Interrogative pronouns “how” and “what… like”


Today we are going to look at how to form questions with the word “how” and the structure “what…like.”

Should we get started?

The question word “how” is very common in English and is used when we want to ask about someone’s health or about “how” they may be feeling.

When we meet someone normally we say:

How are you?


How are things? (more informal)

The answer to these questions is normally:

I’m well / fine thank you

If we want to find out specific information about a person, situation or thing we would use “how” plus an adjective.

How big is your house?

It’s very big!

How tall are you?

I’m 1.84 meters tall

How old is she?

She’s 26 years old

Easy, right?

Now let’s look at the word “like” and how it is used in the following sentence; if you notice in the sentence below the word “like” is not the same as the verb “to like.”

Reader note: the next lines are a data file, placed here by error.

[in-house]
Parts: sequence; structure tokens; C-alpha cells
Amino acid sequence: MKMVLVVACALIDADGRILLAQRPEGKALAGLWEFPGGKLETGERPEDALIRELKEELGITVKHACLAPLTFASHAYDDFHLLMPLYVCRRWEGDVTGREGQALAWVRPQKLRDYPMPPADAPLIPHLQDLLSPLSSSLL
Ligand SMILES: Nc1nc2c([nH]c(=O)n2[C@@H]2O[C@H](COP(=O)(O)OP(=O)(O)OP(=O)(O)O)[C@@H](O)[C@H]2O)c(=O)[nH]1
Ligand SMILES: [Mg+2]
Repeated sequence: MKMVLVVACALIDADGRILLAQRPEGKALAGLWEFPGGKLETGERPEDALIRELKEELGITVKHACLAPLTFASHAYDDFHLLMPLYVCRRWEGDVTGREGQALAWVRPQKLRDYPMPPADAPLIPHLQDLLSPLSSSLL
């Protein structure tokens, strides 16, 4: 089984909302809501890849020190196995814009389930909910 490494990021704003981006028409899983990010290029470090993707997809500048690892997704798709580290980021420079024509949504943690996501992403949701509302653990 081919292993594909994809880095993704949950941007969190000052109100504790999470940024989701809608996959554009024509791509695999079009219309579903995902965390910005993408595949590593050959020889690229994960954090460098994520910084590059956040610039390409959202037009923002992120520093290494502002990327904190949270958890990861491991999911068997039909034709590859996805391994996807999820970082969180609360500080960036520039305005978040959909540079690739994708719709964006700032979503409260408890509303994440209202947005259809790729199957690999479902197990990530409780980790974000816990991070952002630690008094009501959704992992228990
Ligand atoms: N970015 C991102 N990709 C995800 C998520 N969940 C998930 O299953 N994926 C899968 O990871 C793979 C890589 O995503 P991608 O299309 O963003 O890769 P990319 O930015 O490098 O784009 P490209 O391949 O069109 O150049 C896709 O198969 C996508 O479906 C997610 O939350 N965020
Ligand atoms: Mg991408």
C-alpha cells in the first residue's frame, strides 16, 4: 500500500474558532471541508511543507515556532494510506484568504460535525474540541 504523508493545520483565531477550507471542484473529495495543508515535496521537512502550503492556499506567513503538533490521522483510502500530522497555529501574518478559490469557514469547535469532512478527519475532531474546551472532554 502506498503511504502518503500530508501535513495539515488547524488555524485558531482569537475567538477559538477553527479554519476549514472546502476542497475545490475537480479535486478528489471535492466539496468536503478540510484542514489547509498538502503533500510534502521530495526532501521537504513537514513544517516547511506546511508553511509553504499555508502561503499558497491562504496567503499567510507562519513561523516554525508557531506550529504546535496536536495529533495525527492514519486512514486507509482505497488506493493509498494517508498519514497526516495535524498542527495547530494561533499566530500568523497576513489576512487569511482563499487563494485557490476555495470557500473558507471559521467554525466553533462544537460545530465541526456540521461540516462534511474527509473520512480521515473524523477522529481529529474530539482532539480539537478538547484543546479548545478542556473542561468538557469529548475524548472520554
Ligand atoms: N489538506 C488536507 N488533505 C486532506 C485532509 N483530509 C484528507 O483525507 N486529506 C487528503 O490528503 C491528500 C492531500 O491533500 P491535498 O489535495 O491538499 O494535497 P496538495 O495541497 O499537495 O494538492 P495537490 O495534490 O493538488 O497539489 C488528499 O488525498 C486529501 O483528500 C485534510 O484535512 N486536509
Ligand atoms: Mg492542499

I want a car like this one

The word “like” in this case is used to indicate similarity. As studied in Unit 18 of the Course we  use “what…like?” when talking about people or things and we need a more general description.

In the singular form we can contract “what is” so that it becomes “what’s” when inquiring information.

What’s the film like?

It’s great!

What’s he like?

He’s really nice.

What’s Thailand like?

Very beautiful.

However, hen we use the plural form we don’t use the contraction.

What are the people like?

They are very nice

What are the the Pyramids like?

They are amazing!

Keep on practicing and you will speaking fluently in no time! 

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